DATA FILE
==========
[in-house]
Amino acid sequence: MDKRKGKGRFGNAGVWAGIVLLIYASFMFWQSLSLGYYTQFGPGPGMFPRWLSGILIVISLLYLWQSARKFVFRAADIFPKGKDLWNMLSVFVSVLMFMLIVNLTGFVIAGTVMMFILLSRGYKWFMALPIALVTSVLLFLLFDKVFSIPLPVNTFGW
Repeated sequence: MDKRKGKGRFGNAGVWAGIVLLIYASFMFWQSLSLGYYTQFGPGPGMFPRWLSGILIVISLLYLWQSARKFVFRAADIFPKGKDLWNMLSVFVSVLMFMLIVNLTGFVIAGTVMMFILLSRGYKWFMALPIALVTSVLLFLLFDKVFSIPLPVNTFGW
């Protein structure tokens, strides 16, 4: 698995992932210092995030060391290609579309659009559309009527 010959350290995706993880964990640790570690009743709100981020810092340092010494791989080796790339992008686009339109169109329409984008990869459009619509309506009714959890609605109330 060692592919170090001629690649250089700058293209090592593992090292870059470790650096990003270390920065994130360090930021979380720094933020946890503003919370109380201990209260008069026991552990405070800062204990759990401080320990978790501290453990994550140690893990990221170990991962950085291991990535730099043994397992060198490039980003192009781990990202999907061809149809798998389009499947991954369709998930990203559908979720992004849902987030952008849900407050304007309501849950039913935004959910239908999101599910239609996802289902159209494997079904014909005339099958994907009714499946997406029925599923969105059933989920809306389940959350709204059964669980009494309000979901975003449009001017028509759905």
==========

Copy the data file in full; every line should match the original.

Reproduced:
[in-house]
Amino acid sequence: MDKRKGKGRFGNAGVWAGIVLLIYASFMFWQSLSLGYYTQFGPGPGMFPRWLSGILIVISLLYLWQSARKFVFRAADIFPKGKDLWNMLSVFVSVLMFMLIVNLTGFVIAGTVMMFILLSRGYKWFMALPIALVTSVLLFLLFDKVFSIPLPVNTFGW
Repeated sequence: MDKRKGKGRFGNAGVWAGIVLLIYASFMFWQSLSLGYYTQFGPGPGMFPRWLSGILIVISLLYLWQSARKFVFRAADIFPKGKDLWNMLSVFVSVLMFMLIVNLTGFVIAGTVMMFILLSRGYKWFMALPIALVTSVLLFLLFDKVFSIPLPVNTFGW
């Protein structure tokens, strides 16, 4: 698995992932210092995030060391290609579309659009559309009527 010959350290995706993880964990640790570690009743709100981020810092340092010494791989080796790339992008686009339109169109329409984008990869459009619509309506009714959890609605109330 060692592919170090001629690649250089700058293209090592593992090292870059470790650096990003270390920065994130360090930021979380720094933020946890503003919370109380201990209260008069026991552990405070800062204990759990401080320990978790501290453990994550140690893990990221170990991962950085291991990535730099043994397992060198490039980003192009781990990202999907061809149809798998389009499947991954369709998930990203559908979720992004849902987030952008849900407050304007309501849950039913935004959910239908999101599910239609996802289902159209494997079904014909005339099958994907009714499946997406029925599923969105059933989920809306389940959350709204059964669980009494309000979901975003449009001017028509759905």